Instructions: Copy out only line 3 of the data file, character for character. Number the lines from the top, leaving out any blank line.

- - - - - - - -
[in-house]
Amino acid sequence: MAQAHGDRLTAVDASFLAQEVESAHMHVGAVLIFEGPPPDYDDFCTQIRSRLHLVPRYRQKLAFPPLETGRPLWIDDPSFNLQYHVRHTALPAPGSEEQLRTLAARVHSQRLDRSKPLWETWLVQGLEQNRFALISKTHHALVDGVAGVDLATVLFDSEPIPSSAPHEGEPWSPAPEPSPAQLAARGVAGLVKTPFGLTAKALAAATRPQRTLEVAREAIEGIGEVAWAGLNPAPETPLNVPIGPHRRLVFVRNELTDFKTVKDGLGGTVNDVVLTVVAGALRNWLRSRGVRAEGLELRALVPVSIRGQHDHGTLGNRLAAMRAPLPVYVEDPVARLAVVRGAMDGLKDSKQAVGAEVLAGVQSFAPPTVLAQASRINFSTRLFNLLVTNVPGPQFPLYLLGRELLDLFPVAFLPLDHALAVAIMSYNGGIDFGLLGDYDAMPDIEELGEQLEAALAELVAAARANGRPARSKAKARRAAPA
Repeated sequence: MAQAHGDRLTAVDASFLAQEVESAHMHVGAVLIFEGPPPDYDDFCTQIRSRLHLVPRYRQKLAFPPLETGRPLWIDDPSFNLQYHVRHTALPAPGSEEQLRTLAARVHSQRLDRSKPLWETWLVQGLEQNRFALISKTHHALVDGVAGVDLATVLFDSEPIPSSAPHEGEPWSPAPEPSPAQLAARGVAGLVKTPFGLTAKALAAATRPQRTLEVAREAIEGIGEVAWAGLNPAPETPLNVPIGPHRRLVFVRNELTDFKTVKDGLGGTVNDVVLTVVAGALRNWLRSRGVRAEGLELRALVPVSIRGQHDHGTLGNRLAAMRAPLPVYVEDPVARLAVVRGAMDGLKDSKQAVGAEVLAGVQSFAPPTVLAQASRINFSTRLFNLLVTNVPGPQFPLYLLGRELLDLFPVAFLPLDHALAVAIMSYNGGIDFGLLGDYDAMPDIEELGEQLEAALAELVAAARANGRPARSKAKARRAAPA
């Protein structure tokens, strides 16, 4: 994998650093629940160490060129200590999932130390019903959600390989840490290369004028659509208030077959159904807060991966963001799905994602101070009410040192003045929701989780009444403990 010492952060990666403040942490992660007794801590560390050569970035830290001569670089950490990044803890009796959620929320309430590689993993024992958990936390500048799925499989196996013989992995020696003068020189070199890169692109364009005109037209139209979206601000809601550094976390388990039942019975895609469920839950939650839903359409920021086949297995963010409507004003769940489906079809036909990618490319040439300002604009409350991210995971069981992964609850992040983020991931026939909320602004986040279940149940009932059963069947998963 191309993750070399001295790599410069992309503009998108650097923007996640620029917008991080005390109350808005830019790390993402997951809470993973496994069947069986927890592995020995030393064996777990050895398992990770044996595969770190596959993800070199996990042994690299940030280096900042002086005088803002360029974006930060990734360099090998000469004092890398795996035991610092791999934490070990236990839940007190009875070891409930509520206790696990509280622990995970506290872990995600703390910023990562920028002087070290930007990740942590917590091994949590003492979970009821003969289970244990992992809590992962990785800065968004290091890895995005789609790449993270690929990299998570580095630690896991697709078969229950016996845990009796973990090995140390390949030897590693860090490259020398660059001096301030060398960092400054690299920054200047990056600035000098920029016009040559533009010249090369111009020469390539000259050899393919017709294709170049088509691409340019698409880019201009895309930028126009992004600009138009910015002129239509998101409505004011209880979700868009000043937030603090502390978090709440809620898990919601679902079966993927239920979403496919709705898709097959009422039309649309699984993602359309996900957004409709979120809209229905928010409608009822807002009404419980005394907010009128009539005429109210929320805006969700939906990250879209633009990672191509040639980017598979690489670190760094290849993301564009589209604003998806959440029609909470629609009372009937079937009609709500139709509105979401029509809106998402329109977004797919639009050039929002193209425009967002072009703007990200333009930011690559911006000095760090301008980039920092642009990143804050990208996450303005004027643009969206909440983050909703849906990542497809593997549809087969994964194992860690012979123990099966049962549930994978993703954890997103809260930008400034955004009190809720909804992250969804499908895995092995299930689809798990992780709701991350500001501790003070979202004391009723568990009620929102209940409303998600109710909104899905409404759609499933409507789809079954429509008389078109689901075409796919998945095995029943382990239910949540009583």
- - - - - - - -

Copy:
Repeated sequence: MAQAHGDRLTAVDASFLAQEVESAHMHVGAVLIFEGPPPDYDDFCTQIRSRLHLVPRYRQKLAFPPLETGRPLWIDDPSFNLQYHVRHTALPAPGSEEQLRTLAARVHSQRLDRSKPLWETWLVQGLEQNRFALISKTHHALVDGVAGVDLATVLFDSEPIPSSAPHEGEPWSPAPEPSPAQLAARGVAGLVKTPFGLTAKALAAATRPQRTLEVAREAIEGIGEVAWAGLNPAPETPLNVPIGPHRRLVFVRNELTDFKTVKDGLGGTVNDVVLTVVAGALRNWLRSRGVRAEGLELRALVPVSIRGQHDHGTLGNRLAAMRAPLPVYVEDPVARLAVVRGAMDGLKDSKQAVGAEVLAGVQSFAPPTVLAQASRINFSTRLFNLLVTNVPGPQFPLYLLGRELLDLFPVAFLPLDHALAVAIMSYNGGIDFGLLGDYDAMPDIEELGEQLEAALAELVAAARANGRPARSKAKARRAAPA